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By Mark John
PARIS, June 25 (Reuters) - French consumer spending dived 1.6 percent in May, its sharpest fall in nearly four years and new proof of the woes in the euro zone's second largest economy.
National statistics office INSEE said on Wednesday a 3.7 percent drop in household purchases of cars led spending down, with strong falls also seen in durable goods and clothing.
Economists polled by Reuters on average expected spending -- for long the driver of French growth -- to rise 0.5 percent.
The recorded fall was the worst since a 1.7 percent decline in August 1999 and outdid even the most downbeat forecast of a one percent drop.
"It is a very sharp fall that can be explained by the car industry and the bad situation in the job market," said Laure Maillard at Paris-based investment research house CDC Ixis.
"The strikes put the country in chaos and stopped many consumers from taking public transport and therefore shopping," she said over a spate of strikes last month over government plans to make workers pay longer into the state pension fund.
The summer sales season -- which started in Paris and most parts of the country on Wednesday -- could also have led to buyers deferring purchases, some analysts suggested.
Despite government assurances that low interest rates and the end of the Iraq war meant an upturn should be just around the corner, the economy is refusing to budge and speculation is mounting that official growth forecasts will be chopped again.
French non-farm payrolls fell 0.3 percent in the first quarter, data showed this month, while industrial output figures for April showed the continued impact of the Iraq war.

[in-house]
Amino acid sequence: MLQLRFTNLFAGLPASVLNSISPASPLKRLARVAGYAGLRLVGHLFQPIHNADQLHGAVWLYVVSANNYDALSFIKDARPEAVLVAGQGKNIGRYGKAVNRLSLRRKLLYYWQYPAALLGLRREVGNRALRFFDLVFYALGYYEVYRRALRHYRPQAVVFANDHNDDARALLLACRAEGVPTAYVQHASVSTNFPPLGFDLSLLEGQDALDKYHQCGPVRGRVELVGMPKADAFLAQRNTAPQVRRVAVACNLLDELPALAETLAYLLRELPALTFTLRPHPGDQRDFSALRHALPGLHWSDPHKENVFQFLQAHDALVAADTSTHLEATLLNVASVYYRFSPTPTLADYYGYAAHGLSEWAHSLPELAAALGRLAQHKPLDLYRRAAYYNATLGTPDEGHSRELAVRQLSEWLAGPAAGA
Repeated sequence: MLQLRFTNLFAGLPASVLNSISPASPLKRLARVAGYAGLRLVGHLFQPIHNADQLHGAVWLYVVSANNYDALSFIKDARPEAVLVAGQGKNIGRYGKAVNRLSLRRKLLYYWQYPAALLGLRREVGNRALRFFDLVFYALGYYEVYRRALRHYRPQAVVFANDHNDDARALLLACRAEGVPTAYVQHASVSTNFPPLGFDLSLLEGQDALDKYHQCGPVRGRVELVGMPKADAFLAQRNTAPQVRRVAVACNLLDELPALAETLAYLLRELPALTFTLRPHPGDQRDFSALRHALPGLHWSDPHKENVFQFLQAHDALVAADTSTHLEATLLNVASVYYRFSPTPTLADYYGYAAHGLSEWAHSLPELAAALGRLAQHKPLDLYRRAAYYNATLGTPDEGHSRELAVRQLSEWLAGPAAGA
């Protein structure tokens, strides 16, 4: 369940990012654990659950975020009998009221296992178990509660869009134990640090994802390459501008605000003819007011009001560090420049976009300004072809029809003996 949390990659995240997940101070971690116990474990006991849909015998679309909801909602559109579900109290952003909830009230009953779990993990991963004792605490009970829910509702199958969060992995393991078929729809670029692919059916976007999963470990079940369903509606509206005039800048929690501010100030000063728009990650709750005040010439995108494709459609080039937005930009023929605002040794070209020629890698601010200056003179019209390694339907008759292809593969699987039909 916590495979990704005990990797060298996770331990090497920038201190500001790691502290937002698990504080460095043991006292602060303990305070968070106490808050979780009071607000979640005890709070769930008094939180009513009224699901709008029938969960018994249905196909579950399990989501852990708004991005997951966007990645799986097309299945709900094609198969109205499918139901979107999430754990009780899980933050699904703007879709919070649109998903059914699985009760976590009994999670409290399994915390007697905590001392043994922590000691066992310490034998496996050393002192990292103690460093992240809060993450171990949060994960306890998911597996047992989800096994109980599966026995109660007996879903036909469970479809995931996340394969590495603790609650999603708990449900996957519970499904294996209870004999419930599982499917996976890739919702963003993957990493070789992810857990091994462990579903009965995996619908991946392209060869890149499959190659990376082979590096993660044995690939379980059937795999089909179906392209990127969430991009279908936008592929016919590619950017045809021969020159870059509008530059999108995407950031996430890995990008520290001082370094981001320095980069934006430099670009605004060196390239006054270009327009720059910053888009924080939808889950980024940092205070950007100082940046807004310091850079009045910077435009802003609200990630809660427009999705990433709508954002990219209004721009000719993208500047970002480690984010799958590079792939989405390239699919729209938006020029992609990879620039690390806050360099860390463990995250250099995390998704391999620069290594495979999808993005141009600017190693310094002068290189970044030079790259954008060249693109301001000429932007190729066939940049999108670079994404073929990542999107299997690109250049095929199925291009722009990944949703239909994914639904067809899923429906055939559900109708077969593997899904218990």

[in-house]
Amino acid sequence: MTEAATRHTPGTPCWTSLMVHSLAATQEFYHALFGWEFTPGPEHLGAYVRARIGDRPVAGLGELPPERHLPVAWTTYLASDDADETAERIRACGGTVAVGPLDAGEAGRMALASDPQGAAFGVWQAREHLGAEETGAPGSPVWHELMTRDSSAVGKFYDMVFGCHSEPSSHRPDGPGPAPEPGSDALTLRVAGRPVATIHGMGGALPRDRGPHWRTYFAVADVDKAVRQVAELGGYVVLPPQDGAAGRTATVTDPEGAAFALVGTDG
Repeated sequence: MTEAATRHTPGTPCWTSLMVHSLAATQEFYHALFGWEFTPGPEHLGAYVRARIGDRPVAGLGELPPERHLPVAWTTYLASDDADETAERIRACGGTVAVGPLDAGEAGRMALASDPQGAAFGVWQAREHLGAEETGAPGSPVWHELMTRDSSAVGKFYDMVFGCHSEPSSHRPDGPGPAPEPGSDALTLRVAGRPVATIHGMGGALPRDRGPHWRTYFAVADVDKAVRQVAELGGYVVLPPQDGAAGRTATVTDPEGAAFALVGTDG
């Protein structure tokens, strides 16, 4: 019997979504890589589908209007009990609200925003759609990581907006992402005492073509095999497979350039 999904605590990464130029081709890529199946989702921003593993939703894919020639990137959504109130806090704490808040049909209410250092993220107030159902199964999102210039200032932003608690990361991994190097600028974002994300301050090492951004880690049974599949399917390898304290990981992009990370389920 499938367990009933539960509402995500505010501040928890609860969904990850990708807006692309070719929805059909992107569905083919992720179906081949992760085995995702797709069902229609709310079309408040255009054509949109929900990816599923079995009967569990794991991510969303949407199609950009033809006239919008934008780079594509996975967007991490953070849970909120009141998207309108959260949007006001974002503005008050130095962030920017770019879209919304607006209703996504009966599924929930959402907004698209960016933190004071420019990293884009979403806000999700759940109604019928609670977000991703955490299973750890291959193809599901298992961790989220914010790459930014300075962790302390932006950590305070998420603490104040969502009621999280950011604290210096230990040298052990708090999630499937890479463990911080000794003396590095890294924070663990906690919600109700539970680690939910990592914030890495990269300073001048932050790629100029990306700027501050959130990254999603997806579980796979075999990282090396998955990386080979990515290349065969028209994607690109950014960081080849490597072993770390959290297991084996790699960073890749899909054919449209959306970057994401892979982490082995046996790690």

Finance Minister Francis Mer told a closed parliamentary session this week he was sticking to an official forecast of 1.3 percent growth in 2003 but added: "We still have time to examine the possibility of weaker growth in 2003."
Didier Migaud of the opposition Socialist Party said Mer had hinted that 2003 growth would be nearer to one percent and that France's budget deficit -- already set to go over EU limits next year -- would be bigger than expected.
Year-on-year, INSEE said consumer spending rose one percent and business leaders insist there are still grounds for hope.
Frederic Saint-Geours, head of car-maker Peugeot, said May's three percent gain in housing starts announced on Tuesday was a sign that consumers were coming back to the market.
"The main problem is confidence. But as the political issues recede, confidence will return, and we can expect to see the car market improve in the second half," Saint-Geours told reporters at an industry conference in Paris.
"There are two things that show a return of confidence -- houses, then cars," he added.
Additional reporting by Rebecca Harrison and Glaieul Mamaghani